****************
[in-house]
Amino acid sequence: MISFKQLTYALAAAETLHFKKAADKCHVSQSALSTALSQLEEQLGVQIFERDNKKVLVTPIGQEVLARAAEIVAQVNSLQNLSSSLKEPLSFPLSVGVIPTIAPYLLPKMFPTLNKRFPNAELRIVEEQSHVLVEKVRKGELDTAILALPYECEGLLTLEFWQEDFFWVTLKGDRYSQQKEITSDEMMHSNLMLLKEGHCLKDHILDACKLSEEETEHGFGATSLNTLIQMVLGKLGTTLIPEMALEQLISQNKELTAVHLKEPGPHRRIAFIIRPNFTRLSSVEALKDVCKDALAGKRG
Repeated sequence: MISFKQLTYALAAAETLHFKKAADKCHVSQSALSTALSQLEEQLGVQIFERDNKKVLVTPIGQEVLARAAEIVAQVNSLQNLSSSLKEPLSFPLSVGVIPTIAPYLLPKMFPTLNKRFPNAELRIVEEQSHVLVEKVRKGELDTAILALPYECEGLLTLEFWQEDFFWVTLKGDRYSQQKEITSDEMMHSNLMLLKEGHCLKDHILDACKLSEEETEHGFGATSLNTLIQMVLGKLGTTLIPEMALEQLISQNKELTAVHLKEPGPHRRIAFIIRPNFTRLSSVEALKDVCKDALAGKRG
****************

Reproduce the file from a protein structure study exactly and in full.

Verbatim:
[in-house]
Amino acid sequence: MISFKQLTYALAAAETLHFKKAADKCHVSQSALSTALSQLEEQLGVQIFERDNKKVLVTPIGQEVLARAAEIVAQVNSLQNLSSSLKEPLSFPLSVGVIPTIAPYLLPKMFPTLNKRFPNAELRIVEEQSHVLVEKVRKGELDTAILALPYECEGLLTLEFWQEDFFWVTLKGDRYSQQKEITSDEMMHSNLMLLKEGHCLKDHILDACKLSEEETEHGFGATSLNTLIQMVLGKLGTTLIPEMALEQLISQNKELTAVHLKEPGPHRRIAFIIRPNFTRLSSVEALKDVCKDALAGKRG
Repeated sequence: MISFKQLTYALAAAETLHFKKAADKCHVSQSALSTALSQLEEQLGVQIFERDNKKVLVTPIGQEVLARAAEIVAQVNSLQNLSSSLKEPLSFPLSVGVIPTIAPYLLPKMFPTLNKRFPNAELRIVEEQSHVLVEKVRKGELDTAILALPYECEGLLTLEFWQEDFFWVTLKGDRYSQQKEITSDEMMHSNLMLLKEGHCLKDHILDACKLSEEETEHGFGATSLNTLIQMVLGKLGTTLIPEMALEQLISQNKELTAVHLKEPGPHRRIAFIIRPNFTRLSSVEALKDVCKDALAGKRG